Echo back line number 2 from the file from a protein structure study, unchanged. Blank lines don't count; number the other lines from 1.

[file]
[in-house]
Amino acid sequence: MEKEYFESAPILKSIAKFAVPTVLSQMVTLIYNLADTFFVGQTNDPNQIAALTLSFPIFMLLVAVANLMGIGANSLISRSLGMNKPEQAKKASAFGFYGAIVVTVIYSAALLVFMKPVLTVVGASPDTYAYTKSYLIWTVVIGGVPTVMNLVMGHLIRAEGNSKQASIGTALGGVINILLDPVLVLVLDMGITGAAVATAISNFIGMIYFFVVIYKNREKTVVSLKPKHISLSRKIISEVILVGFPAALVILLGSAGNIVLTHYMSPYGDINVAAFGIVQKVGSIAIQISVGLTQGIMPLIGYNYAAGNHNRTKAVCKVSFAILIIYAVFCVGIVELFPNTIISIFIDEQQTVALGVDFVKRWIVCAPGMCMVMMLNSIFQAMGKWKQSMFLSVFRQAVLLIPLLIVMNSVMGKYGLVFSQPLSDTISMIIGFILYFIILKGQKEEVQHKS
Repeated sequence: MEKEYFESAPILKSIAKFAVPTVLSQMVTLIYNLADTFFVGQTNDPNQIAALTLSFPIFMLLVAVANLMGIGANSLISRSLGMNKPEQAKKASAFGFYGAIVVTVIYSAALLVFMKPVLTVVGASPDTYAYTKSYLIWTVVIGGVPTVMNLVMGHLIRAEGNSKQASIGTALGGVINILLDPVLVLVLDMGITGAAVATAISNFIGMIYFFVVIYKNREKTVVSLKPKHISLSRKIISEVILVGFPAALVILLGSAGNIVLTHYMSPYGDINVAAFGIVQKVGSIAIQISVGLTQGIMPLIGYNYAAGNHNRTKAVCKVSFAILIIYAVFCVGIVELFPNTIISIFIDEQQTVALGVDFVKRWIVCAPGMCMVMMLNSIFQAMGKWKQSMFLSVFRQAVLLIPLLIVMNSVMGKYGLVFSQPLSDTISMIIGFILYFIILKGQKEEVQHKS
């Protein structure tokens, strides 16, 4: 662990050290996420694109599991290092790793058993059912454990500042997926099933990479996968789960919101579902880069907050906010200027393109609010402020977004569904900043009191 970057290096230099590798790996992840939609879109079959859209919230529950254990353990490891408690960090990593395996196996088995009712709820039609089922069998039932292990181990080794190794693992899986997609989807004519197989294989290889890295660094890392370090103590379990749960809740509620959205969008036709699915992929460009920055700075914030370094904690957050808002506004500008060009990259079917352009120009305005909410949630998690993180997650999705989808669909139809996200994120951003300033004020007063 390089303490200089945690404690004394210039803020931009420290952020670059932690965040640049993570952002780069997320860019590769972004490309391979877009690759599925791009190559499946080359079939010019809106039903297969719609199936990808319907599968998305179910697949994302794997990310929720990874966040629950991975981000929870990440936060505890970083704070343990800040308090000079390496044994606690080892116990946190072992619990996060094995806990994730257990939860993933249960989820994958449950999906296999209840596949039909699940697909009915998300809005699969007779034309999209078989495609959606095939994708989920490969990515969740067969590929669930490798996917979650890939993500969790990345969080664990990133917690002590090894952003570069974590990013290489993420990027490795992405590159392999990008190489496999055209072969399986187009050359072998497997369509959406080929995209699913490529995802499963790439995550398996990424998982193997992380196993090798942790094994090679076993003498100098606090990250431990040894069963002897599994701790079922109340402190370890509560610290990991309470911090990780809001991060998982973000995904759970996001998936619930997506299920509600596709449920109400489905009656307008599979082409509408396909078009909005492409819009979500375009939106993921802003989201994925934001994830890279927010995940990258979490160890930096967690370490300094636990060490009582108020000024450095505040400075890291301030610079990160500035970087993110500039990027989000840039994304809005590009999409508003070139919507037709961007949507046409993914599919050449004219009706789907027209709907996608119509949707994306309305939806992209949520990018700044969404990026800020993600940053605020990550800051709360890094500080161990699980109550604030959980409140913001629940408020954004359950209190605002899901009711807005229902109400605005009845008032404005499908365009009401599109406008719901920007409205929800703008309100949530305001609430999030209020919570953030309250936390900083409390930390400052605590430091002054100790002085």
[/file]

Amino acid sequence: MEKEYFESAPILKSIAKFAVPTVLSQMVTLIYNLADTFFVGQTNDPNQIAALTLSFPIFMLLVAVANLMGIGANSLISRSLGMNKPEQAKKASAFGFYGAIVVTVIYSAALLVFMKPVLTVVGASPDTYAYTKSYLIWTVVIGGVPTVMNLVMGHLIRAEGNSKQASIGTALGGVINILLDPVLVLVLDMGITGAAVATAISNFIGMIYFFVVIYKNREKTVVSLKPKHISLSRKIISEVILVGFPAALVILLGSAGNIVLTHYMSPYGDINVAAFGIVQKVGSIAIQISVGLTQGIMPLIGYNYAAGNHNRTKAVCKVSFAILIIYAVFCVGIVELFPNTIISIFIDEQQTVALGVDFVKRWIVCAPGMCMVMMLNSIFQAMGKWKQSMFLSVFRQAVLLIPLLIVMNSVMGKYGLVFSQPLSDTISMIIGFILYFIILKGQKEEVQHKS